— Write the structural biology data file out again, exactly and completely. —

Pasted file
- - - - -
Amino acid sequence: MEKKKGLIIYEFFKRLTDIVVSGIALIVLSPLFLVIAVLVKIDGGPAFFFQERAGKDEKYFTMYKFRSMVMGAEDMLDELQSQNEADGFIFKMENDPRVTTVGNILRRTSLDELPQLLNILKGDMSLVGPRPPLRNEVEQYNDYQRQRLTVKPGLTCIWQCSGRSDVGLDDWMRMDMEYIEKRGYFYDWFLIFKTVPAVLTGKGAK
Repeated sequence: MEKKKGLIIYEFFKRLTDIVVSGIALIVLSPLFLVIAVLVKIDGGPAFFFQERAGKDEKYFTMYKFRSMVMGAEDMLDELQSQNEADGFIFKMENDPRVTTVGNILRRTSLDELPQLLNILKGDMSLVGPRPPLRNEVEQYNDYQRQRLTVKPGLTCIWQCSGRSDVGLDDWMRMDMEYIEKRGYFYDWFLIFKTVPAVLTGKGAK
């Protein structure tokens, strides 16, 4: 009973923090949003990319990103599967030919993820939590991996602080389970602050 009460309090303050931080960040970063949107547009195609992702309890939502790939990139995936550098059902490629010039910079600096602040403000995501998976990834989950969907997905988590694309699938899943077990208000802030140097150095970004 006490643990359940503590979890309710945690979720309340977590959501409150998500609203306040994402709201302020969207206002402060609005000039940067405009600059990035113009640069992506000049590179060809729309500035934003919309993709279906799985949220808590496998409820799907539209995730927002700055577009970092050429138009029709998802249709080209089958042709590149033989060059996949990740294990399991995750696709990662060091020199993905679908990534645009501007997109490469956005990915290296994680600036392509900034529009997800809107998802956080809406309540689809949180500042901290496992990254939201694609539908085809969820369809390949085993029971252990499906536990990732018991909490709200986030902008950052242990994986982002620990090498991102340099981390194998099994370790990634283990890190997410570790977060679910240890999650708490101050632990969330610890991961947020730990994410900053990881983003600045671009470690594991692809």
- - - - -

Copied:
Amino acid sequence: MEKKKGLIIYEFFKRLTDIVVSGIALIVLSPLFLVIAVLVKIDGGPAFFFQERAGKDEKYFTMYKFRSMVMGAEDMLDELQSQNEADGFIFKMENDPRVTTVGNILRRTSLDELPQLLNILKGDMSLVGPRPPLRNEVEQYNDYQRQRLTVKPGLTCIWQCSGRSDVGLDDWMRMDMEYIEKRGYFYDWFLIFKTVPAVLTGKGAK
Repeated sequence: MEKKKGLIIYEFFKRLTDIVVSGIALIVLSPLFLVIAVLVKIDGGPAFFFQERAGKDEKYFTMYKFRSMVMGAEDMLDELQSQNEADGFIFKMENDPRVTTVGNILRRTSLDELPQLLNILKGDMSLVGPRPPLRNEVEQYNDYQRQRLTVKPGLTCIWQCSGRSDVGLDDWMRMDMEYIEKRGYFYDWFLIFKTVPAVLTGKGAK
């Protein structure tokens, strides 16, 4: 009973923090949003990319990103599967030919993820939590991996602080389970602050 009460309090303050931080960040970063949107547009195609992702309890939502790939990139995936550098059902490629010039910079600096602040403000995501998976990834989950969907997905988590694309699938899943077990208000802030140097150095970004 006490643990359940503590979890309710945690979720309340977590959501409150998500609203306040994402709201302020969207206002402060609005000039940067405009600059990035113009640069992506000049590179060809729309500035934003919309993709279906799985949220808590496998409820799907539209995730927002700055577009970092050429138009029709998802249709080209089958042709590149033989060059996949990740294990399991995750696709990662060091020199993905679908990534645009501007997109490469956005990915290296994680600036392509900034529009997800809107998802956080809406309540689809949180500042901290496992990254939201694609539908085809969820369809390949085993029971252990499906536990990732018991909490709200986030902008950052242990994986982002620990090498991102340099981390194998099994370790990634283990890190997410570790977060679910240890999650708490101050632990969330610890991961947020730990994410900053990881983003600045671009470690594991692809």